Surely this is a moment that calls all of us to reckoning.
As hundreds stand outside St. Rose of Lima Roman Catholic Church, which was filled to capacity, a couple embrace during a healing service held in for victims of an elementary school shooting in Newtown, Conn., Friday, Dec. 14, 2012.
Another day, another mass shooting in America. When, and how, will this end? In fact, will it ever end?
On Friday, a gunman identified as 20-year-old Adam Lanza killed 26 people, including 20 children between the ages 5 and 10, at a Connecticut elementary school. He is reported to have also killed his mother, a kindergarten teacher at the school, before committing suicide.
This comes after Jacob Roberts, a 22-year-old man, armed with a semiautomatic AR-15, carrying extra magazines and wearing a hockey mask walked into a shopping mall in Oregon filled with 10,000 people and began shooting. He killed two people, and then took his own life.
A visibly shaken President Barack Obama said after the shooting at the school, "As a country, we have been through this too many times." He continued, "We're going to have to come together and take meaningful action to prevent tragedies like this, regardless of the politics."
I agree. I only hope that in coming days we flesh out what "meaningful action" means in policy terms? If not now, when? After the next shooting?
How many more deaths and mass shootings will it take for Washington to begin to lead the country in a deeper conversation about sensible gun controls? What will it take for our politicians to take firm and principled positions on gun policies and stand up to the gun lobby in this country? Surely this is a moment that calls all of us to reckoning.
In the vacuum of strong advocacy, too many Americans respond to tragedies like these in undesirable ways.
According to an August report from Bloomberg News, "background checks for gun purchases spiked 41 percent in Colorado after 12 people were killed inside a suburban Denver movie theater, according to state data."
And while gun control advocates grow more quiet, the gun lobby grows stronger and louder. According to a report issued Friday by the Center for Responsive Politics' OpenSecrets.org, "For gun rights groups, 2012 was the most active election cycle since 2000. They contributed a total of $3 million to candidates, 96 percent of them Republicans." By contrast, the group pointed out that "gun control groups contributed less in this election cycle than in any cycle as far back as OpenSecrets has data (1990)."
According to the website ThinkProgress, Larry Pratt, the executive director of Gun Owners of America, wasted no time trying to pin Friday's shooting on gun control advocates. He issued a statement that read in part: "Gun control supporters have the blood of little children on their hands. Federal and state laws combined to ensure that no teacher, no administrator, no adult had a gun at the Newtown school where the children were murdered. This tragedy underscores the urgency of getting rid of gun bans in school zones."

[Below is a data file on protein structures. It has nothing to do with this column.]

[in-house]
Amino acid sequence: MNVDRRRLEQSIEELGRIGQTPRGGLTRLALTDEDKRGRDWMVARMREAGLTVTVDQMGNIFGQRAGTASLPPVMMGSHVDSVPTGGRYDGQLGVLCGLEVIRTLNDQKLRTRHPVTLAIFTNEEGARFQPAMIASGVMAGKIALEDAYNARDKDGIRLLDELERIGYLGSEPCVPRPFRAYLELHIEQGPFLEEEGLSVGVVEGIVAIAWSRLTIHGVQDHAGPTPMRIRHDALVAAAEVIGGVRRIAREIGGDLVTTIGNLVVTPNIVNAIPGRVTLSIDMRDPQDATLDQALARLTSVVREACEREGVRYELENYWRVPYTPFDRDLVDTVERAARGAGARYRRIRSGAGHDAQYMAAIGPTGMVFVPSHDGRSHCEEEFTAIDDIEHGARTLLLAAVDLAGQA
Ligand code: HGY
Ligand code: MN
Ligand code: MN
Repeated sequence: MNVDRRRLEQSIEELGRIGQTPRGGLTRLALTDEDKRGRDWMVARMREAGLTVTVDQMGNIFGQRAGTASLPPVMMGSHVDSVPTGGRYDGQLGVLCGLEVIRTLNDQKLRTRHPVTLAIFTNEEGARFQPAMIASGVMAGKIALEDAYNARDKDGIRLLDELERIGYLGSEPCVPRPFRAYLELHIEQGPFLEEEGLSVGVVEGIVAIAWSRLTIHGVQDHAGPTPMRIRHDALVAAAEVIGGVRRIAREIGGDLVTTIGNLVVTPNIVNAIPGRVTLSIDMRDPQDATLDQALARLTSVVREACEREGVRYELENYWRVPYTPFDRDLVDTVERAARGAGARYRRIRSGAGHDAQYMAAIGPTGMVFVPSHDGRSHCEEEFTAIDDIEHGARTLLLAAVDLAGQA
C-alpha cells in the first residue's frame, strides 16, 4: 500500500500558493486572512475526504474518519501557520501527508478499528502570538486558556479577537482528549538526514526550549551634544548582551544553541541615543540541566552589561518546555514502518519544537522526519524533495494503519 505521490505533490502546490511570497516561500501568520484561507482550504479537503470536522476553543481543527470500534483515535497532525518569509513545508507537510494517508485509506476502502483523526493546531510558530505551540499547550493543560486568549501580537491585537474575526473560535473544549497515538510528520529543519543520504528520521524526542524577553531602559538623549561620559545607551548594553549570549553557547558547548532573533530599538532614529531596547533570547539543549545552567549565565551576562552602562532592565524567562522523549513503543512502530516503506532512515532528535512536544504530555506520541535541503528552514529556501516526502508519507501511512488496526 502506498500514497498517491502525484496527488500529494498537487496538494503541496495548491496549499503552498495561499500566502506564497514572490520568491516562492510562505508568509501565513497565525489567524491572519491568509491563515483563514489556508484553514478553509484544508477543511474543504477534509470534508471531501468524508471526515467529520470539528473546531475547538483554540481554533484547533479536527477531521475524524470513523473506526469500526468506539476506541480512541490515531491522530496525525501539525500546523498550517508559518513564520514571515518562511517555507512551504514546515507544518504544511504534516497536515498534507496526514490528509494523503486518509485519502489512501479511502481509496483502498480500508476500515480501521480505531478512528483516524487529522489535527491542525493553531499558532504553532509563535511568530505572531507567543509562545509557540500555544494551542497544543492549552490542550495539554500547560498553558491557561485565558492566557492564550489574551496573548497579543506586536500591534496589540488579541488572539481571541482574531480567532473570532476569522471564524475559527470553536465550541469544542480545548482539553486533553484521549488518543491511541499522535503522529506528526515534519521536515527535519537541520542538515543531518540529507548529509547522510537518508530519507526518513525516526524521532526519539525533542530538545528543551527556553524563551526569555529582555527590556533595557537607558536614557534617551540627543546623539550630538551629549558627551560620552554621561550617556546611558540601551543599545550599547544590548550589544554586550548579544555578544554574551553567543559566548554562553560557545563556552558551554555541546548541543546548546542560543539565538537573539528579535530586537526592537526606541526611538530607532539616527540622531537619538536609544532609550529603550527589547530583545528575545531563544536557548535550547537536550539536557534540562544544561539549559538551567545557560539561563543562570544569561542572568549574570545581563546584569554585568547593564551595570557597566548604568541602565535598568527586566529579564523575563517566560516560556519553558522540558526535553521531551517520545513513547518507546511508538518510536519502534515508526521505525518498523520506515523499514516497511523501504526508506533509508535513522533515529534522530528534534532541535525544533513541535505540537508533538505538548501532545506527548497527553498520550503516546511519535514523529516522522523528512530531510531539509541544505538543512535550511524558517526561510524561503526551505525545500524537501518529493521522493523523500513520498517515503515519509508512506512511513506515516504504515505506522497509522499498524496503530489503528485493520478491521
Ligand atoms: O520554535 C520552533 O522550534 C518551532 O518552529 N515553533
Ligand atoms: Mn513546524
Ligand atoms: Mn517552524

This is a sad, sad state of affairs.
No wonder public opinion is shifting away from gun control. Gallup found that the number of Americans who believe that these laws should be stricter fell more than 40 percent from 1991 to 2011.
Gallup also found, for the first time last year, "greater opposition to than support for a ban on semiautomatic guns or assault rifles, 53 percent to 43 percent. In the initial asking of this question in 1996, the numbers were nearly reversed, with 57 percent for and 42 percent against an assault rifle ban."
Both the Oregon and Connecticut shooters had semiautomatic weapons.
And screening prospective gun buyers for criminal records and for mental illness is helpful, but it is not enough and isn't always done.
And mass shooters don't necessarily have criminal records and seem to have no problem obtaining legal guns.
An analysis published earlier this year by Mother Jones of the 61 mass shootings in America over the last 30 years found that: "Of the 139 guns possessed by the killers, more than three-quarters were obtained legally."
(The Oregon shooter stole his gun. The Connecticut shooter's guns are reported to have been legally purchased in his mother's name.)
We must reinstate the assault weapons ban. Military-style guns belong in the hands of military personnel, and maybe police officers, but not in the hands of civilians.
A vast majority of mass shootings in the last three decades involved assault weapons and semiautomatic handguns, according to Mother Jones.
Even if you believe, as most Americans do, that the Second Amendment grants Americans the right to bear arms, one must also acknowledge the right of other Americans to not bear arms and be safe.
Where are the voices for those who choose not to -- or are not old enough to -- own guns? Are the gunless to have no advocate? Will our politicians forever cower before the gun lobby?
The Opinion section is produced by the Editorial Department to foster discussion about key issues. The Editorial Board represents the institutional voice of the Star Tribune and operates independently of the newsroom.